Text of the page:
This Florida home exudes 1920s charm and 21st-century design.
It’s difficult to tell if this 4,450-square-foot home was built in the 20th century or the 21st, and the ambiguity is intentional. Located in one of the oldest, most established neighborhoods in Sarasota, Fla., the home blends a “traditional 1920s scheme with a modern appreciation for simplicity, precision, and geometry,” says Jonathan Parks Architect, the Sarasota firm responsible for the design.
The broad strokes of a traditional home are there—stucco exterior, white roof, iron work—but the home is absolutely contemporary, says firm principal Jonathan Parks. In fact, the contemporary elements, though subtle, are carried inside and out.
Sited on a narrow lot, the home’s interior balances the clients’ spatial needs with their desire for privacy. Parks and company designed a long, horizontal, open floor plan with a fully separated master suite. Large windows and glass doors bring in abundant light, while restrained elements such as 1¾-inch molding and white interiors with dark floors add to the spaces’ modern flavor. “The metal is always dark oil-rubbed bronze, the gutters are almost invisible, and the molding more or less disappears,” Parks says.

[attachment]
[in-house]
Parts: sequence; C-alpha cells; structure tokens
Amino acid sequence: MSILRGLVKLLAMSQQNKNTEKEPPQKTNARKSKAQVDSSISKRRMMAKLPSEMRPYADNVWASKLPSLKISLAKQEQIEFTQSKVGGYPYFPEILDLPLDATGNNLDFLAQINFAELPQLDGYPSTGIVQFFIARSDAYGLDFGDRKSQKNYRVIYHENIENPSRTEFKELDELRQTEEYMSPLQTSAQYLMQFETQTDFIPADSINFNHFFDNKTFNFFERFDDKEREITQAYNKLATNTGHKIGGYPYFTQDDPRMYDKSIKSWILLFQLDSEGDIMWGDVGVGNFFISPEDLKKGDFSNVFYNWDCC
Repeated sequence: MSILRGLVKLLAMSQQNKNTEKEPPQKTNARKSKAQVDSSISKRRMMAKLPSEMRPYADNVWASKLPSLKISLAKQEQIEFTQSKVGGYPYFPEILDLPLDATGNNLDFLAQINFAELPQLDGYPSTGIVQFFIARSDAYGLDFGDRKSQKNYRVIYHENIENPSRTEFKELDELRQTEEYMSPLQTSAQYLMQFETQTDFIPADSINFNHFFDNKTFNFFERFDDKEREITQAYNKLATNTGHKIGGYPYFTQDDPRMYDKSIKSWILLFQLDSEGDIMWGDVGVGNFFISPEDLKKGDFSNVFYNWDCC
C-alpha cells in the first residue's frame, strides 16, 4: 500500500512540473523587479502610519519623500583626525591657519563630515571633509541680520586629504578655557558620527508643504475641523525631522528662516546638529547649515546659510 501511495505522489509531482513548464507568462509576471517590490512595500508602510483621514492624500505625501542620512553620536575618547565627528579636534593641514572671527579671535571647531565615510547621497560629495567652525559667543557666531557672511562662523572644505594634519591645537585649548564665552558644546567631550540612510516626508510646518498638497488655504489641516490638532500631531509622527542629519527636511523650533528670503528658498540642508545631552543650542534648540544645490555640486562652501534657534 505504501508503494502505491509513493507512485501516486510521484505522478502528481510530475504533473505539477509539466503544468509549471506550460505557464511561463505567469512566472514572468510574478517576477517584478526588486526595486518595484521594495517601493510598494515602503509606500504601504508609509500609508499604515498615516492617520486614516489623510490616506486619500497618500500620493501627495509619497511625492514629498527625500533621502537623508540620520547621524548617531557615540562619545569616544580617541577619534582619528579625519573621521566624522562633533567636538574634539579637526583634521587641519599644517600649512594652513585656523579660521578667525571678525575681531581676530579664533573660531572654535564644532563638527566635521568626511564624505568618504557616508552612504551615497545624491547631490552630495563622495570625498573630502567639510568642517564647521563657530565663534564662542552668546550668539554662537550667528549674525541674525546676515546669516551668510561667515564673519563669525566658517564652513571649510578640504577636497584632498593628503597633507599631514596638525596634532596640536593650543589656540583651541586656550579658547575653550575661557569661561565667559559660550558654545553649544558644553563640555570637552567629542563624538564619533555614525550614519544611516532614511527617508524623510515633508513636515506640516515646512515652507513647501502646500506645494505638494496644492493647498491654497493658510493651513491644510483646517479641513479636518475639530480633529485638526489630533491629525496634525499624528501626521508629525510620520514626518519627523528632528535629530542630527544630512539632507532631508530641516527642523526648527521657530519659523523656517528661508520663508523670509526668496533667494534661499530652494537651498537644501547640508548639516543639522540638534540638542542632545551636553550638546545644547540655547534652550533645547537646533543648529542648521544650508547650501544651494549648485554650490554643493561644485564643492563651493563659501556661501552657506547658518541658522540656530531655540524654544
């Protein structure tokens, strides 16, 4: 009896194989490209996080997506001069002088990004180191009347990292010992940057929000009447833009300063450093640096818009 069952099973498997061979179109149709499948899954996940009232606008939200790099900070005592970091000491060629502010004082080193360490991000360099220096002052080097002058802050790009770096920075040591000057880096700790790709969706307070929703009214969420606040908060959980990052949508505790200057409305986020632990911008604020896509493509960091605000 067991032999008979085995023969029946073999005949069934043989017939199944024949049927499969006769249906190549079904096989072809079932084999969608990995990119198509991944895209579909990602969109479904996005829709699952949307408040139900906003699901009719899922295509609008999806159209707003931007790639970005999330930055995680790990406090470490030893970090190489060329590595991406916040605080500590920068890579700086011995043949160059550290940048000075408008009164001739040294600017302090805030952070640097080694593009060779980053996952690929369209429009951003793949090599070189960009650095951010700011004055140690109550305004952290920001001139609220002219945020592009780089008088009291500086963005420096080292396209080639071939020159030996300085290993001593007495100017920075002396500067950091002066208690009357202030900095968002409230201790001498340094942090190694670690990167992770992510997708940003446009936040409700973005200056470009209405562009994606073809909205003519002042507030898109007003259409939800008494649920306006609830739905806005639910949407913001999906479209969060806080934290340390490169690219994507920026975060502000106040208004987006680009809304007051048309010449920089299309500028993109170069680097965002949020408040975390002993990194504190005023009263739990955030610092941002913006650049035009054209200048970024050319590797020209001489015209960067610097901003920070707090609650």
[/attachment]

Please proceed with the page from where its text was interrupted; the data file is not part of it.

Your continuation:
The house is clearly the focal point of the project, but the landscaping also plays a big role. The firm extended the interior architecture outdoors by creating a series of intimate, exterior spaces. “Just as the courtyard architecture of this home brings the outdoors in, the landscape design extends and mimics the interior architecture in both style and function,” the firm says.
Parks turned to Sarasota-based landscape architecture firm Michael A. Gilkey Inc., to create those outdoor spaces. Using cream rose and white–colored shell pavers, the team created a series of gardens that serve as outdoor rooms for the home. Parks says, “The rear outdoor area is comprised of six unique spaces that have been articulated using architectural and landscape elements: a moon garden, a swimming pool, an outdoor kitchen, a courtyard, a master bedroom garden, and a formal lawn.”
With its open plan and large glass openings, the home is designed to take advantage of the outdoors, but it’s also laid out for the way people live today. “It’s designed for the breezes and for natural light, but it’s done in a contemporary way,” Parks explains. “It’s not huge, but it lives like a great house because of how it feels inside.”